Many people don’t realize that Japanese tea ceremony actually originated in China long before it appeared in Japan in the 9th century. Tea’s journey from China to Japan is somewhat shrouded in the mists of time, but a few facts are known. For example, a millennium before monks brought tea, and tea ceremony, from China, that country was already drinking large quantities of the beverage for reasons of health and recreation.
Many of the nutritional benefits of matcha tea were known, even if only in a crude, non-scientific form, more than 2,000 years ago. Early Chinese people compressed and chopped tea leaves to make what they referred to as cake, or brick tea. Unlike the later versions of Japanese matcha tea used for ceremonial purposes, the Chinese added all sorts of herbs to their brew.
The First Book
Historians note that the first written record of tea and tea ceremony was written in China by a Chan Buddhist named Lu Yu. The publication was called, “The Classic of Tea,” and it delineated all the forms of the plant then known, described how to pick leaves at the appropriate time, explained how to brew them, what additives to use and how the drink should be served.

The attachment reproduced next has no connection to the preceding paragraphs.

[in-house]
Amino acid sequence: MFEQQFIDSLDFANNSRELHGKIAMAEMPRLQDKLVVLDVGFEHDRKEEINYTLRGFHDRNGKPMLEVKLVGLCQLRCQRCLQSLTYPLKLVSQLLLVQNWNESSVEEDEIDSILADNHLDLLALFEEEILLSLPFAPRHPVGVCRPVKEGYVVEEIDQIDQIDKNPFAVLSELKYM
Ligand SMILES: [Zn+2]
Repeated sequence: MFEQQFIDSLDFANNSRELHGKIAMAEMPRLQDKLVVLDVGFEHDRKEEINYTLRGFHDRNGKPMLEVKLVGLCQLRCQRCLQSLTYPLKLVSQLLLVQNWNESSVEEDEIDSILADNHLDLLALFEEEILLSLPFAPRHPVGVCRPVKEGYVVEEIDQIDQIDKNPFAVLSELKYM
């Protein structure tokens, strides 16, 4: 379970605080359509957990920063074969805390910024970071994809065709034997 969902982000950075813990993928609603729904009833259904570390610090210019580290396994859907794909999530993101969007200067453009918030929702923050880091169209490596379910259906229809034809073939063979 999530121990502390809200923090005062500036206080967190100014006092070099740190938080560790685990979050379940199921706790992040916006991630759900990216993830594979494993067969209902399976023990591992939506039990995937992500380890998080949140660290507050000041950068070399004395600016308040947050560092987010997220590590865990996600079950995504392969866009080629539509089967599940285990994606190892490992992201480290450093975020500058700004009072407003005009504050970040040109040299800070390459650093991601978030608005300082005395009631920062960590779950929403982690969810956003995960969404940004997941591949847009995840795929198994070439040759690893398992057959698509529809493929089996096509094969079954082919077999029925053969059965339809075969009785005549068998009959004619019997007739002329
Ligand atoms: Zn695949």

Sometime between the years 810 and 820, then-Emperor Saga was on official business in near Shiga prefecture and noted that a monk served him a cup of green tea of a type now called “sencha.” The emperor was so delighted with the taste of the new beverage he ordered that the plant be cultivated on Japanese soil for the very first time.
One reason that modern tea ceremony carries so many religious overtones is because the monk who brought matcha tea to Japan from China in the 800s was a Buddhist monk. His name was Eichu. Though Eichu is credited with being the first person to carry matcha tea into Japan, the practice of tea ceremony and the drinking of tea for health reasons lay partially dormant for a century or so after he introduced the drink to Japan’s shores.